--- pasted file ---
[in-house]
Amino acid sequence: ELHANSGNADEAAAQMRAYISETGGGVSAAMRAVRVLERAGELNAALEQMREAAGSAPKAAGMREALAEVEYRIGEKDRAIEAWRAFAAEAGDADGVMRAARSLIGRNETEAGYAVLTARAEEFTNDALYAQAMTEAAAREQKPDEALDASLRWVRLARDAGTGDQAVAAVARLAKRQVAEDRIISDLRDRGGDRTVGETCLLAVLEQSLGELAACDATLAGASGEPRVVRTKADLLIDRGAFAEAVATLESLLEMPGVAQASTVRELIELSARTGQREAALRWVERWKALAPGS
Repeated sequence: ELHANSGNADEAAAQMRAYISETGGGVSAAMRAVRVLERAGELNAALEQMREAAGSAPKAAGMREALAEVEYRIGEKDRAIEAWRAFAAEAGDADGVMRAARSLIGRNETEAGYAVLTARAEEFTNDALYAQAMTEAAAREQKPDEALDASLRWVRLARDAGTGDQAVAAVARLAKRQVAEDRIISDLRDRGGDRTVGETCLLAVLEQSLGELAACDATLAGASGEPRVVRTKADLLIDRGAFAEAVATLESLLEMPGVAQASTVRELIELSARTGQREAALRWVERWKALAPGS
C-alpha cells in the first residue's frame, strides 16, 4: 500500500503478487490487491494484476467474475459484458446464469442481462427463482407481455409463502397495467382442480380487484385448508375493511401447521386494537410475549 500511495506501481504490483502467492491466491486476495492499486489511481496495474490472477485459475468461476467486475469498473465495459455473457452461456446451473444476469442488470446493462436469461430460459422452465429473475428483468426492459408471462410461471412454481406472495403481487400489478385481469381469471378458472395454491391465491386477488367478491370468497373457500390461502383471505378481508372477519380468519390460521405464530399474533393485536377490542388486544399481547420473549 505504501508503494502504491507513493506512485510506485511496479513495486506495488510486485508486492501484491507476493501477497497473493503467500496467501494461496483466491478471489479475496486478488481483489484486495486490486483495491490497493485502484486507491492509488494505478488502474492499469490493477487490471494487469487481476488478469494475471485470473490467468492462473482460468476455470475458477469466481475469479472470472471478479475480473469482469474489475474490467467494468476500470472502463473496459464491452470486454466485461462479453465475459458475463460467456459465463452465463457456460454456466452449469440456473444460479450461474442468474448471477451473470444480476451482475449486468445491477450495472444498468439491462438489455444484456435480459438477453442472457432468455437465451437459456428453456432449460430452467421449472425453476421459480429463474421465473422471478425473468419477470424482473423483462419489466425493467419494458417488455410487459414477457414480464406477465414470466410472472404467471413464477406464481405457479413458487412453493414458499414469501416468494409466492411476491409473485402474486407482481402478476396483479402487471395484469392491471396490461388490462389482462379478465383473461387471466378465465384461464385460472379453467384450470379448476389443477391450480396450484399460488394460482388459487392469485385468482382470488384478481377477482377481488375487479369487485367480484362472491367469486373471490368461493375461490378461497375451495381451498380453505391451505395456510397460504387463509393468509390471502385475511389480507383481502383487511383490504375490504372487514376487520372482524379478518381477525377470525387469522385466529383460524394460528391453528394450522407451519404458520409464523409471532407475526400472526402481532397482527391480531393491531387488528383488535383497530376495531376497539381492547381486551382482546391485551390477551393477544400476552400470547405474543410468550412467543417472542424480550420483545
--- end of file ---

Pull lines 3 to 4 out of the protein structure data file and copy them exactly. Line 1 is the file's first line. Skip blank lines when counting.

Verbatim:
Repeated sequence: ELHANSGNADEAAAQMRAYISETGGGVSAAMRAVRVLERAGELNAALEQMREAAGSAPKAAGMREALAEVEYRIGEKDRAIEAWRAFAAEAGDADGVMRAARSLIGRNETEAGYAVLTARAEEFTNDALYAQAMTEAAAREQKPDEALDASLRWVRLARDAGTGDQAVAAVARLAKRQVAEDRIISDLRDRGGDRTVGETCLLAVLEQSLGELAACDATLAGASGEPRVVRTKADLLIDRGAFAEAVATLESLLEMPGVAQASTVRELIELSARTGQREAALRWVERWKALAPGS
C-alpha cells in the first residue's frame, strides 16, 4: 500500500503478487490487491494484476467474475459484458446464469442481462427463482407481455409463502397495467382442480380487484385448508375493511401447521386494537410475549 500511495506501481504490483502467492491466491486476495492499486489511481496495474490472477485459475468461476467486475469498473465495459455473457452461456446451473444476469442488470446493462436469461430460459422452465429473475428483468426492459408471462410461471412454481406472495403481487400489478385481469381469471378458472395454491391465491386477488367478491370468497373457500390461502383471505378481508372477519380468519390460521405464530399474533393485536377490542388486544399481547420473549 505504501508503494502504491507513493506512485510506485511496479513495486506495488510486485508486492501484491507476493501477497497473493503467500496467501494461496483466491478471489479475496486478488481483489484486495486490486483495491490497493485502484486507491492509488494505478488502474492499469490493477487490471494487469487481476488478469494475471485470473490467468492462473482460468476455470475458477469466481475469479472470472471478479475480473469482469474489475474490467467494468476500470472502463473496459464491452470486454466485461462479453465475459458475463460467456459465463452465463457456460454456466452449469440456473444460479450461474442468474448471477451473470444480476451482475449486468445491477450495472444498468439491462438489455444484456435480459438477453442472457432468455437465451437459456428453456432449460430452467421449472425453476421459480429463474421465473422471478425473468419477470424482473423483462419489466425493467419494458417488455410487459414477457414480464406477465414470466410472472404467471413464477406464481405457479413458487412453493414458499414469501416468494409466492411476491409473485402474486407482481402478476396483479402487471395484469392491471396490461388490462389482462379478465383473461387471466378465465384461464385460472379453467384450470379448476389443477391450480396450484399460488394460482388459487392469485385468482382470488384478481377477482377481488375487479369487485367480484362472491367469486373471490368461493375461490378461497375451495381451498380453505391451505395456510397460504387463509393468509390471502385475511389480507383481502383487511383490504375490504372487514376487520372482524379478518381477525377470525387469522385466529383460524394460528391453528394450522407451519404458520409464523409471532407475526400472526402481532397482527391480531393491531387488528383488535383497530376495531376497539381492547381486551382482546391485551390477551393477544400476552400470547405474543410468550412467543417472542424480550420483545